Correlational studies over large numbers of species, regions and taxonomic groups have revealed clear associations between recent climate change and observed changes in geographical range and abundance of many plant and animal taxa (Hickling et al. 2006; Parmesan and Yohe 2003; Spooner et al. 2018; Stephens et al. 2016). The evidence for positive changes in species abundance and distribution in response to beneficial recent climate change (i.e. in regions where this will lead to abundance increases and range extensions) is generally perceived to be stronger and more plentiful than for populations expected to be negatively impacted (e.g. Frishkoff et al. 2016; Parmesan et al. 1999; Parmesan and Yohe 2003; Root et al. 2003; Thomas et al. 2006; Thomas and Lennon 1999). However, this effect may be an artefact, particularly if there are time lags in the responses of populations to climate change, or if range retractions are more difficult to detect than expansions. For example, climate change may adversely affect an animal species through changes in vegetation affecting the suitability of its habitat, which take time to occur, leading to an extinction debt (Kuussaari et al. 2009). Such time lags may act in the opposite direction too, resulting in instances where beneficial effects, and therefore, the responses of species predicted to benefit may be delayed (Menéndez et al. 2006), but this would not explain the suggested excess of positive relative to negative effects on species distribution and population changes.

    Range retractions may be more difficult to detect than expansions, particularly when occurrence is mapped at a coarse scale. Range expansion requires successful colonisation of a new site beyond the current range by a small number of individuals, whilst range retraction may require the extinction of many local populations (Thomas et al. 2006; Brommer et al. 2012). Furthermore, the biological process of extinction may constitute a longer-term process than colonisation, which may not be detected in the relatively short time periods considered by many studies of range change (Brommer et al. 2012). Finally, attributing range retractions solely to climatic change is difficult. Range expansion in areas of degraded habitat can easily be attributed to improving climatic conditions. However, apportioning the cause of range retractions among a suite of threatening processes, including habitat degradation and invasive species, is much harder (Thomas et al. 2006). Despite some evidence for the negative effects of climate change on populations (Lehikoinen et al. 2019), there is still no consensus on whether the reported difference in strength and quantity of evidence for positive relative to negative effects of climate change is an artefact or a true reflection of species’ responses. A large-scale, multispecies assessment of the positive relative to negative effects of climate change on species’ populations would provide important insights into the cause of this apparent disparity.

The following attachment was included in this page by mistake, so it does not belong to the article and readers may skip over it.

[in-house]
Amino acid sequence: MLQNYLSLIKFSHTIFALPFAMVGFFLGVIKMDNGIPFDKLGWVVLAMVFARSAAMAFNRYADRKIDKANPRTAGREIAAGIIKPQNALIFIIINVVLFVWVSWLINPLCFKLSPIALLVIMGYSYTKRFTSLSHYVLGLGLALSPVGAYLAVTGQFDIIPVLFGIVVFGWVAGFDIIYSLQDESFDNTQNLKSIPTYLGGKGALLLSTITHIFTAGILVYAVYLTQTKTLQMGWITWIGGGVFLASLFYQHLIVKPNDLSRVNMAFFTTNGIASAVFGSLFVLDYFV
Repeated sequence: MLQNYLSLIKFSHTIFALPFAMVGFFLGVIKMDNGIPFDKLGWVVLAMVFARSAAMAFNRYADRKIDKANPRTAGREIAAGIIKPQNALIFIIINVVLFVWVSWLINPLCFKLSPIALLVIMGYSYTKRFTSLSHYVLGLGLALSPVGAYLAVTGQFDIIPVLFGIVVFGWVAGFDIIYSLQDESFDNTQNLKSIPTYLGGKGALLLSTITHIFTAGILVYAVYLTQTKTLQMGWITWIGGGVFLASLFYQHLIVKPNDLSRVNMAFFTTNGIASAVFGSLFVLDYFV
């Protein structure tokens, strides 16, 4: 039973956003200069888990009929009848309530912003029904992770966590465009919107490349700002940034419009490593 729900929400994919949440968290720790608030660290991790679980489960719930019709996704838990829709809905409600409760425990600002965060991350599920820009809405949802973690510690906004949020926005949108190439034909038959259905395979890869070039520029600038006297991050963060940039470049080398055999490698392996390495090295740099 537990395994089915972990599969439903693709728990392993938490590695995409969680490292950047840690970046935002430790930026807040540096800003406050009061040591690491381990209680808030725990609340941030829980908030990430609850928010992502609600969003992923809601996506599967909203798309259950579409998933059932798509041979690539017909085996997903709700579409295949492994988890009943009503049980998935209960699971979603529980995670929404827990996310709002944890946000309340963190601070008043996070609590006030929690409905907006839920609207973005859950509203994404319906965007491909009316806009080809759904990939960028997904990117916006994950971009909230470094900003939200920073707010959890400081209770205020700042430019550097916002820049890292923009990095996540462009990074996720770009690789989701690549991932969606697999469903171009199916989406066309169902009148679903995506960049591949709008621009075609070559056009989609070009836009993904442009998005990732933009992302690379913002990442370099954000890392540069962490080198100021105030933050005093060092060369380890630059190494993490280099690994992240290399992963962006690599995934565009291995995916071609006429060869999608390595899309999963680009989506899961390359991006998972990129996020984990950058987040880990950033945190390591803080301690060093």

In some studies investigating the impacts of climate change, species distribution models (SDMs) relating geographical distribution to climatic variables are combined with annual meteorological data to estimate the direction and magnitude of changes in climate suitability over a given time period for different species or regions (Engler et al. 2017; Stephens et al. 2016). Variation in observed population changes, both among species in a given area and among regions for a given species, can then be compared to the modelled differences in climate suitability trend. A positive relationship between observed and expected change is taken as correlational evidence of a probable population-level response of distribution and/or abundance to climatic change (although see Clavero et al. 2011). Such studies have found positive relationships between climate suitability and population trend, as expected, but have also identified substantial residual variation in the observed changes in distribution and abundance that is not accounted for statistically by measures of climatic change (Green et al. 2008; Stephens et al. 2016).

    Source : link.springer.com

    Do you want to see answer or more ?
    James 10 month ago
    4

    Guys, does anyone know the answer?

    Click For Answer